Tuesday 30 September 2014

Flame on! Choosing the Right Butane

Before lighting  your cigar, before even choosing how to light your cigar, you first make a very important decision; what kind of fuel to use in your cigar lighter. The choice seems simple, but further investigation shows just how much choosing the right fuel can affect your cigar smoking experience.

If you light  your cigar with a torch or a soft flame lighter, chances are that you are fueling your lighter with butane. This odorless, pressurized gas is perfect for lighting cigars due to its relatively inexpensive cost and ability to have no affect on the taste of the cigar, but while there are many choices of butane in the market, not all are the same. In fact, making the wrong choice can severely hamper your ability to light a cigar in the future!

When browsing butane choices, you will notice that many claim to be refined two, three, or even five times. Refining is an industrial process of removing impurities from a material, in this case removing the impurities from the butane gas. It makes logical sense that the more you refine a material, the cleaner, or more pure, that material gets.  However this is not the whole story, although many producers will try to sell it to you as such. The refinement is only as good as its end result, the amount of impurities left after the refinement process. This number is usually expressed as PPM or Parts Per Million. This final number is the one you want to look for. For example, a butane with impurities of 15 PPM is cleaner than a butane with impurities of 30 PPM.

You may ask yourself, "Does 15 PPM more of impurities really make a difference? Especially if I can save some money?!" The answer is a resounding yes. The problem with a cheap and impure butane comes after filling your cigar lighter, some of which are quite expensive. An impure butane will, over time, leave residue and particulate within your cigar lighter. Many of the mechanisms within a quality cigar lighter are small and very liable to get clogged with this residue, causing the lighter to cease operation. The most likely place for the impurities to cause problems is within the burner, which is responsible for transporting the butane to its ignition point. Without a steady, regular flow of butane gas to the ignition, you will have very little chance of a consistent flame!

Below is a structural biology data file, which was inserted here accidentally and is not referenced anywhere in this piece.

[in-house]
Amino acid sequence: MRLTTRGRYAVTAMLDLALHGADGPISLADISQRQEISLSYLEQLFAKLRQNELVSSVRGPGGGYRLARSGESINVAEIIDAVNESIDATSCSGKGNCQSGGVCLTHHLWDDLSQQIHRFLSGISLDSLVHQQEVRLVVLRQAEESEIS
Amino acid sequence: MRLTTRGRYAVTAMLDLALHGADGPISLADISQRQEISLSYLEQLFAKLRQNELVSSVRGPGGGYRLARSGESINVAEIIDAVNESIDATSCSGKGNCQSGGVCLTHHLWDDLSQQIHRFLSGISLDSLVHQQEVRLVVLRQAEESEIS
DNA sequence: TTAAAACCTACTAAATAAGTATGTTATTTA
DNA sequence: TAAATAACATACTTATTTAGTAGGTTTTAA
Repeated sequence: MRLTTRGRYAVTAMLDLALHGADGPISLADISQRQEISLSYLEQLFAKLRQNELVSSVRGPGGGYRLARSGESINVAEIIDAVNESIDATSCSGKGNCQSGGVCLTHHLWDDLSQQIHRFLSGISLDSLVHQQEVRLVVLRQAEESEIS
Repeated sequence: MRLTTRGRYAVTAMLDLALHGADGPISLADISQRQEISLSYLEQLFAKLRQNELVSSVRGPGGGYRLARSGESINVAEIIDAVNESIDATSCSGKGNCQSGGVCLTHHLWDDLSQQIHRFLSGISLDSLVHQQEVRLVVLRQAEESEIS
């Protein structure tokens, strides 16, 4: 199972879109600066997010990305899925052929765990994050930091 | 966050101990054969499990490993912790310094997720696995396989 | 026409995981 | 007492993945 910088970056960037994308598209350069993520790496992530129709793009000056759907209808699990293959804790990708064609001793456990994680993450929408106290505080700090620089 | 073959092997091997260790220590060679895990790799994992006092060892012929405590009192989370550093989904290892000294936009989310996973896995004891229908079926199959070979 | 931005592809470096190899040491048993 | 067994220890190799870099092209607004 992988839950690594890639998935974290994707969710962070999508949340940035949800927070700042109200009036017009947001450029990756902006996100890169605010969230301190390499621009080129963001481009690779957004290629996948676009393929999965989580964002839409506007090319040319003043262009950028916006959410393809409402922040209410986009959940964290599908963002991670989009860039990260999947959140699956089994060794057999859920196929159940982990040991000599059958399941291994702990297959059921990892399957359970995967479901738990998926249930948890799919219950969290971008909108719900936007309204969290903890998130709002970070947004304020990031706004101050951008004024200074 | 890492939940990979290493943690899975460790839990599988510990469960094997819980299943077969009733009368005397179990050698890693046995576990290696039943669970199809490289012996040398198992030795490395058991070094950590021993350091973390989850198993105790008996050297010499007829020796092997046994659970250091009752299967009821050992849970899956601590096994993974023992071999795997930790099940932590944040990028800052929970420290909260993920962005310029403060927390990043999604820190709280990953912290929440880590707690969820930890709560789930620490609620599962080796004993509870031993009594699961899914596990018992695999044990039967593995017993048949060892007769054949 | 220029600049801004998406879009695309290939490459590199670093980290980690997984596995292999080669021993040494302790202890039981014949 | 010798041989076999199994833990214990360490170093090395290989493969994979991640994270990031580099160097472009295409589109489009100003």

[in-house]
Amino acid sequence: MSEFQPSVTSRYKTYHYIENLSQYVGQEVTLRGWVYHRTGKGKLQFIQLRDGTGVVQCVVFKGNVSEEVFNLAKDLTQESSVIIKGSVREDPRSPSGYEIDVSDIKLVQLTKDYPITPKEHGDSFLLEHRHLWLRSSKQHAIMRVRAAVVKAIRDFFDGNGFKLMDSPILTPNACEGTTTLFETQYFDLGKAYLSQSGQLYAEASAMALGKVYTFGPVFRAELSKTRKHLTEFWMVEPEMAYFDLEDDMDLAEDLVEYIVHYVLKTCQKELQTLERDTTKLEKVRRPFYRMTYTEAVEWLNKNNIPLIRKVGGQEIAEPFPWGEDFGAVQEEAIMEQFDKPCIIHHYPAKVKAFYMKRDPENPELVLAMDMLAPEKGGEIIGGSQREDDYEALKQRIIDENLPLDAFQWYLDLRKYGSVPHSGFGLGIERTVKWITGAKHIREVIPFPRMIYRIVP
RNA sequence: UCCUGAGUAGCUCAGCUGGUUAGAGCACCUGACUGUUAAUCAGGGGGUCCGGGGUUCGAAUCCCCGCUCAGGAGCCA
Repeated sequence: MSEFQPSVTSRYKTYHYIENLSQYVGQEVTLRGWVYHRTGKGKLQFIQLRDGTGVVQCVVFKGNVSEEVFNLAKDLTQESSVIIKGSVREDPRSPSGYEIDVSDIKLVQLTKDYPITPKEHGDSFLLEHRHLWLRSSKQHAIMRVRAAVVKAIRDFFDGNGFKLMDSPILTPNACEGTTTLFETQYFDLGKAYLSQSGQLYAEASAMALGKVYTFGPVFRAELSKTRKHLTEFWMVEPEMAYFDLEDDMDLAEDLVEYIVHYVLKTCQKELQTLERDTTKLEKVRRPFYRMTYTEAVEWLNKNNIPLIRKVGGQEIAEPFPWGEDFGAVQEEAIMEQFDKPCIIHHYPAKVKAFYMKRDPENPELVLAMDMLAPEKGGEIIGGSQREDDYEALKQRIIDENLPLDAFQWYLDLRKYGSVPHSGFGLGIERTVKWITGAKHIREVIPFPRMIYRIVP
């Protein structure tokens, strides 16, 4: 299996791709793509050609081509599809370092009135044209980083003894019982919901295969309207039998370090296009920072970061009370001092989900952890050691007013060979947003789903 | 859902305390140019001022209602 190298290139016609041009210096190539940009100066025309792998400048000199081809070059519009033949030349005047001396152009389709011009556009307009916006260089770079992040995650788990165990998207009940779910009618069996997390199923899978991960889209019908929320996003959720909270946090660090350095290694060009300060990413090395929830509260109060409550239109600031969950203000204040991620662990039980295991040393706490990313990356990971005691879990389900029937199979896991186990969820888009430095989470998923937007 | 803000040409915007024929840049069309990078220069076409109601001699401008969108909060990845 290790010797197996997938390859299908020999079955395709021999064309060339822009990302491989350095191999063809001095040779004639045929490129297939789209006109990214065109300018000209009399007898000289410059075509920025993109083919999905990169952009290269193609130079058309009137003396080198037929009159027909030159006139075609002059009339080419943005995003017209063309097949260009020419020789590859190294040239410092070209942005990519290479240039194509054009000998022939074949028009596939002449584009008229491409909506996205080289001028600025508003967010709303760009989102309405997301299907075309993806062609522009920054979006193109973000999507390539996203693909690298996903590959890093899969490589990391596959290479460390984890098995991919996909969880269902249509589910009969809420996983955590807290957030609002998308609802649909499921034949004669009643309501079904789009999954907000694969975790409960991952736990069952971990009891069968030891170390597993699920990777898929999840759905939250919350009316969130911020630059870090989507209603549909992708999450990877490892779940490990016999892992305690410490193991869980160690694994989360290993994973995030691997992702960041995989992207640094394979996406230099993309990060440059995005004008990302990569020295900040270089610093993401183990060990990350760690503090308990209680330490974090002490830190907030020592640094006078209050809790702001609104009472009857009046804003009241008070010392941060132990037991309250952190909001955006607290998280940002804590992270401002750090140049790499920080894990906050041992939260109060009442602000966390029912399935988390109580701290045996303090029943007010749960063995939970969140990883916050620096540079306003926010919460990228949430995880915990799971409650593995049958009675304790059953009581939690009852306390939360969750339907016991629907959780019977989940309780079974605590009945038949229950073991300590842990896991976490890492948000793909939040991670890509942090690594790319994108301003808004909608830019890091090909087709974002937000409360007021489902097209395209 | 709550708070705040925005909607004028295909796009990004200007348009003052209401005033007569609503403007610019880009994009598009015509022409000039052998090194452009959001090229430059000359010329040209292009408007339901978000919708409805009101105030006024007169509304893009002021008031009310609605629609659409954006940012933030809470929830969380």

magnified look at impurities

more magnified impurities

It is easy to see how choosing a cheap, impure butane can actually cost you more money over time. In summary, when choosing a butane to fuel your lighter, look for the number of impurities per million on the can and avoid being trapped by the marketing gimmick of "Refined 5 Times!".

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